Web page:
Fagin's Twist

Choreographer & director Tony Adigun
Avant Garde Dance Company
The Place
to

Fagin's Twist Credit: Rachel Cherry
Fagin's Twist Credit: Rachel Cherry
Fagin's Twist Credit: Rachel Cherry
Jemima Brown as Oliver in Fagin's Twist Credit: Rachel Cherry

The Place is buzzing; it’s Friday night; there are DJs for the twenty-five minute interval and after the show. The crowd is young, mixed, relaxed, going with the beat. There are family groups—age 8+ is recommended—and I spot ZooNation’s Andry Oporia.

Tony Adigun’s Fagin’s Twist is very much stepping on ZooNation territory with its twist on Charles Dickens’s Victorian original. Oliver is not a goody-two-shoes, quite the opposite, nor is Fagin, but at least he has a reason, as his backstory (writer Maxwell Golden; dramaturg Adam Peck), ‘the truth’, told by the Artful Dodger (Aaron Nuttall) shows.

Young Fagin’s escape from the dreadful life-sapping workhouse with Bill Sykes (not Sikes as per Dickens), his ‘needs must’ thieving, the finding of his squat, the founding of his street gang, till one of them usurps his place. Poverty and its consequences—the name of the pickpocketing game is survival. It gets addictive and then greed kicks in, “everybody wants more”.

Spoiler alert: Fagin and Sykes end up dead, as does Nancy (that bit at least is true to the book), and the conniving, butter won’t melt in his mouth Oliver, who plants the seed of doubt and disruption, takes on Fagin’s mantle. Some twist.

The king is dead; long live the king. The final triumphant image is great: Oliver in top hat, swinging Fagin’s gold watch, standing atop the wooden palisade that conceals the thieves’ den, lit against a darkening sky, king of the castle.

There’s nothing sentimental about Adigun’s version, and it matters not whether you know Dickens. In any case, Nuttall is a lively storyteller—he even does a recap after the interval—as well as a dynamic street dancer. The audience is captivated, animated, and gives a standing ovation. Who needs a critic? Not this show.

It’s the dancing I’ve come for, as, I guess, has most of the audience, and Adigun doesn't disappoint. His ensemble choreography is very good; shoals of fish move across the stage. Who’d have thought, but I see West Side Story’s Jets and Sharks in his hip hop street dance composition. And that hunched Hofesh Shechter look.

Solos, trios and duets—Sykes and Nancy, Nancy and Oliver, rival battle between Sykes and Fagin—aim at character and storyline exposition. But I enjoy just watching the nimbleness of the moves, the strength and stamina of the rippling bodies, the dodging and ducking and diving.

Dani Harris-Walters is a terrific moody, scowling, krumping Bill Sykes playing off his clever fellow workhouse escapee Fagin, lithe hyperactive Joshua James Smith. Lisa Hood is a sympathetic Nancy, cleaning and scrubbing—there’s a marvellous duet with Jemima Brown’s Oliver weaving in and out and around a table. Brown’s characterisation, all sneaky and sly, initially takes me by surprise.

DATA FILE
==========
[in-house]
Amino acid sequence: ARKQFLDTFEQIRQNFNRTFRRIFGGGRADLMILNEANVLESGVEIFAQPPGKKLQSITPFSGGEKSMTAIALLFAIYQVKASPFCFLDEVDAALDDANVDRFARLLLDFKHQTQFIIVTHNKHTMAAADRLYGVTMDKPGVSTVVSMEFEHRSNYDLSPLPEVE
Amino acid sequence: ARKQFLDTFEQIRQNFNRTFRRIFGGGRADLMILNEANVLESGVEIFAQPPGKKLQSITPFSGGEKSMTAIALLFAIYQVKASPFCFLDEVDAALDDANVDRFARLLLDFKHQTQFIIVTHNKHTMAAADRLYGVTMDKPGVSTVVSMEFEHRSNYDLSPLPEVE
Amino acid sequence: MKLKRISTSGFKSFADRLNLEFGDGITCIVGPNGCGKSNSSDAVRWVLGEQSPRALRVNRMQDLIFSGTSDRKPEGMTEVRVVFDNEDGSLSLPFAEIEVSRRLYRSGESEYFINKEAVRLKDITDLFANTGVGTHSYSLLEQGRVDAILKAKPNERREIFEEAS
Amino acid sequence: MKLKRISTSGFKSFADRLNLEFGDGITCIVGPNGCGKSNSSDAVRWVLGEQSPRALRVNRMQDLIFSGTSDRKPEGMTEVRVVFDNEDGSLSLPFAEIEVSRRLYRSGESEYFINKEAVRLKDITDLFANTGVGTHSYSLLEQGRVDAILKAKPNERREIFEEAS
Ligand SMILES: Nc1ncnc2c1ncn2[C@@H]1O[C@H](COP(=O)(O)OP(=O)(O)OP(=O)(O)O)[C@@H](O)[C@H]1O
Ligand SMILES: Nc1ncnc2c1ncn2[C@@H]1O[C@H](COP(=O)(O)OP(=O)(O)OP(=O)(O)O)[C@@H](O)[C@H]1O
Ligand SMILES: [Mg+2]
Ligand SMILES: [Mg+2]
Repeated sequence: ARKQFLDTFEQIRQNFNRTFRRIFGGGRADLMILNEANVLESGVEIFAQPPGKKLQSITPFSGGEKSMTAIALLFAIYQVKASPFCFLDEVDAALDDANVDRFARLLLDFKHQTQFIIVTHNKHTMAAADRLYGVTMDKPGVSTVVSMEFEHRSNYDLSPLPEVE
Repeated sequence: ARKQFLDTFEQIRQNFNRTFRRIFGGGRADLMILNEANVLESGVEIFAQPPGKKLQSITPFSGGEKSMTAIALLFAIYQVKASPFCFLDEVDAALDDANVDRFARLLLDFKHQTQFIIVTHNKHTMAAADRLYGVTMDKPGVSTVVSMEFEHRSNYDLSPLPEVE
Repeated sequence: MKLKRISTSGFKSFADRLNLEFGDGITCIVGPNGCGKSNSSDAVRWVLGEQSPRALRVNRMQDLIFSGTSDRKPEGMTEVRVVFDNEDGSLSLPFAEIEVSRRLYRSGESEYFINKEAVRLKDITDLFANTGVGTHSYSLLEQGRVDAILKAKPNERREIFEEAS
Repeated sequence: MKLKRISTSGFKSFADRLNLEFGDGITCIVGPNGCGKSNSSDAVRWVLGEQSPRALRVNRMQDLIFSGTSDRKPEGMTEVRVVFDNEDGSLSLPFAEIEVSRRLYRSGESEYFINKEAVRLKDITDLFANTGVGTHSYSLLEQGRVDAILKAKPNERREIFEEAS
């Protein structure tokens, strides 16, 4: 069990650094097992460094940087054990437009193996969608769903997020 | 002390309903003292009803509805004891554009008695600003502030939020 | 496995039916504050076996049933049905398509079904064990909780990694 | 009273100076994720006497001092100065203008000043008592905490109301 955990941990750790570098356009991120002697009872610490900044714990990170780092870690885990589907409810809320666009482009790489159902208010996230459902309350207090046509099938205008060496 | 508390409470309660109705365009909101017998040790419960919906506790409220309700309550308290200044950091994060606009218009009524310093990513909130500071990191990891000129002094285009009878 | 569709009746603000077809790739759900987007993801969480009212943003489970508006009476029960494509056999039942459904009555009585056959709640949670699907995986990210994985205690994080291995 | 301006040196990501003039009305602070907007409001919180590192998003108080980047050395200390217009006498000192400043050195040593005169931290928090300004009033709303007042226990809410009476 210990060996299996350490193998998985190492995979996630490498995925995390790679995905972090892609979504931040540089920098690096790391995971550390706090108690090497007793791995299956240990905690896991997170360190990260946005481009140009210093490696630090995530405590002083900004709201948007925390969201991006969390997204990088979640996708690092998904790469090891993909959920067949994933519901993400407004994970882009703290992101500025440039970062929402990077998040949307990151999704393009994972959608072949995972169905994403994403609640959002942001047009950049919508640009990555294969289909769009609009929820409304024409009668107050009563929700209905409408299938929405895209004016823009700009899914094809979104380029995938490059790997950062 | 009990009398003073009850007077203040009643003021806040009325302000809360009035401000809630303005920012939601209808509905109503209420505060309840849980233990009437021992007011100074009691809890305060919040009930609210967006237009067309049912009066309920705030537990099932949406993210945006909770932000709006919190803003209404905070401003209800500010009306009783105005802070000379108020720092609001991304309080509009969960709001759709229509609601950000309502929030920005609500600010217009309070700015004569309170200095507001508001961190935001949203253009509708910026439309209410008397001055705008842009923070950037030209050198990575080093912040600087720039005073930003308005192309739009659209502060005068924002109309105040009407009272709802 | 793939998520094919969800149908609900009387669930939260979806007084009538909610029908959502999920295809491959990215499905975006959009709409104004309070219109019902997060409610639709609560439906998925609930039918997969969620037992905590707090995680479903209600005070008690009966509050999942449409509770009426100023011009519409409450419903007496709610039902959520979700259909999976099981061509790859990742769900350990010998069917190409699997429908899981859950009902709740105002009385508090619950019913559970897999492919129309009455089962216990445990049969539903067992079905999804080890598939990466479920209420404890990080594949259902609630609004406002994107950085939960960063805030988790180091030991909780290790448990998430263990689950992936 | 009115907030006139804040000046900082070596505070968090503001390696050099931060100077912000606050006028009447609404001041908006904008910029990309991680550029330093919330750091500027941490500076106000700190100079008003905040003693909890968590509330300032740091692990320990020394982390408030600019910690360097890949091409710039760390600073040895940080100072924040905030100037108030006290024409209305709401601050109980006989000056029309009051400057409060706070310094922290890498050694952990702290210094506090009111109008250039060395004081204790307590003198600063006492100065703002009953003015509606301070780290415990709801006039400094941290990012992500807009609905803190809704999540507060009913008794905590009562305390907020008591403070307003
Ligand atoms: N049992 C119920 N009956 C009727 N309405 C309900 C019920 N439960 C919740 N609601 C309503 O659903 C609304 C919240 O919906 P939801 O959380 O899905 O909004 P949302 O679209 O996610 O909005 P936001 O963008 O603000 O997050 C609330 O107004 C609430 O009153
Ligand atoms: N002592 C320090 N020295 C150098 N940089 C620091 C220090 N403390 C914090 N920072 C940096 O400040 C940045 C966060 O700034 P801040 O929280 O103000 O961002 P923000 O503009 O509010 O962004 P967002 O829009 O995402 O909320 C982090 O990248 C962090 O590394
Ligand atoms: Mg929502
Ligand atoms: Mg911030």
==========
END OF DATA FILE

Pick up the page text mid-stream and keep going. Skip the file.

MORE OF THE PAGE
Jackie Shemesh’s sepulchral Victorian penny dreadful, shadowy, sepia lighting is suitably atmospheric, giving a prison gloom to the workhouse and alleyways of London, picking out in circular spots Fagin’s soliloquizing moments and his fight with Sykes in boxing ring square.

Yann Seabra’s economical set design is simple but remarkably effective. A wooden wall that splits into three sections which move like dodgems, dancing with the dancers, to reconfigure space and setting, one minute bunk beds, the next a secret hideaway with many apertures. As an ID line-up wall for the five leads in idiosyncratic pose, it becomes a bas-relief frieze of abject misery.

Seabra's costumes solve the problem of numbers (eight dancers only—Sia Gbamoi, George Hodson and Muti Musafari complete the ensemble) with sinister workhouse masks, which make the workers look like automata—they move in strict precision.

Sound designers Brian Hargreaves and Seymour Milton (with some original compositions by Fraser Freeze and Hargreaves) mix an eclectic score as if for some big screen production, industrial music heavily underscoring each twist and turn in this melodramatic tale.

The beats come thick and hard—all the better to dance to. I can barely sit still in my seat. Imagine the young crowd behind me—I can sense the energy in the 288-seater auditorium.

Much thought and impressive work has gone into Fagin’s Twist, that’s evident, possibly too much, as the second half (forty minutes each half) has some unexpected longueurs and repetitions. It starts with immense promise, but I am ready for the end before it comes.

That is not to take away from the achievement of all involved. The dancers give it their all; those with speaking roles are doubly valiant. Close up, one can smell the commitment.

Reviewer: Vera Liber